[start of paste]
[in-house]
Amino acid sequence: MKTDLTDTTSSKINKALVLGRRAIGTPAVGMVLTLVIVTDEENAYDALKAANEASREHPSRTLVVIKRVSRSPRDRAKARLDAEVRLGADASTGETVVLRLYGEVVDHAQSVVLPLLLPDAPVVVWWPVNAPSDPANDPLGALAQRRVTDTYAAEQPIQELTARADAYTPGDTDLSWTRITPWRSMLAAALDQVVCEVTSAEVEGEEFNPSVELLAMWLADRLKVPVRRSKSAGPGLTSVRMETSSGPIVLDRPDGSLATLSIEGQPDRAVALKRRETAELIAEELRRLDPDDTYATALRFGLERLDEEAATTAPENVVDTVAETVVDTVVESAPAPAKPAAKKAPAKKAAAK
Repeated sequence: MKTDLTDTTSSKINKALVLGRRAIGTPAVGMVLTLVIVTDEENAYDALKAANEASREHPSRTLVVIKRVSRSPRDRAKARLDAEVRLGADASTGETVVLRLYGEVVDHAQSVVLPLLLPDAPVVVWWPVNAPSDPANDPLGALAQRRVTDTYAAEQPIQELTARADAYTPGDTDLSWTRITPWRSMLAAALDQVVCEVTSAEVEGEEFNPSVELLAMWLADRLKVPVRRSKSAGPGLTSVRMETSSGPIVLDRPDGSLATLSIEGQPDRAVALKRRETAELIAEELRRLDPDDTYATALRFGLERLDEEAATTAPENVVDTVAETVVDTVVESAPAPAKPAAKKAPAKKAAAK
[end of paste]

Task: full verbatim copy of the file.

[in-house]
Amino acid sequence: MKTDLTDTTSSKINKALVLGRRAIGTPAVGMVLTLVIVTDEENAYDALKAANEASREHPSRTLVVIKRVSRSPRDRAKARLDAEVRLGADASTGETVVLRLYGEVVDHAQSVVLPLLLPDAPVVVWWPVNAPSDPANDPLGALAQRRVTDTYAAEQPIQELTARADAYTPGDTDLSWTRITPWRSMLAAALDQVVCEVTSAEVEGEEFNPSVELLAMWLADRLKVPVRRSKSAGPGLTSVRMETSSGPIVLDRPDGSLATLSIEGQPDRAVALKRRETAELIAEELRRLDPDDTYATALRFGLERLDEEAATTAPENVVDTVAETVVDTVVESAPAPAKPAAKKAPAKKAAAK
Repeated sequence: MKTDLTDTTSSKINKALVLGRRAIGTPAVGMVLTLVIVTDEENAYDALKAANEASREHPSRTLVVIKRVSRSPRDRAKARLDAEVRLGADASTGETVVLRLYGEVVDHAQSVVLPLLLPDAPVVVWWPVNAPSDPANDPLGALAQRRVTDTYAAEQPIQELTARADAYTPGDTDLSWTRITPWRSMLAAALDQVVCEVTSAEVEGEEFNPSVELLAMWLADRLKVPVRRSKSAGPGLTSVRMETSSGPIVLDRPDGSLATLSIEGQPDRAVALKRRETAELIAEELRRLDPDDTYATALRFGLERLDEEAATTAPENVVDTVAETVVDTVVESAPAPAKPAAKKAPAKKAAAK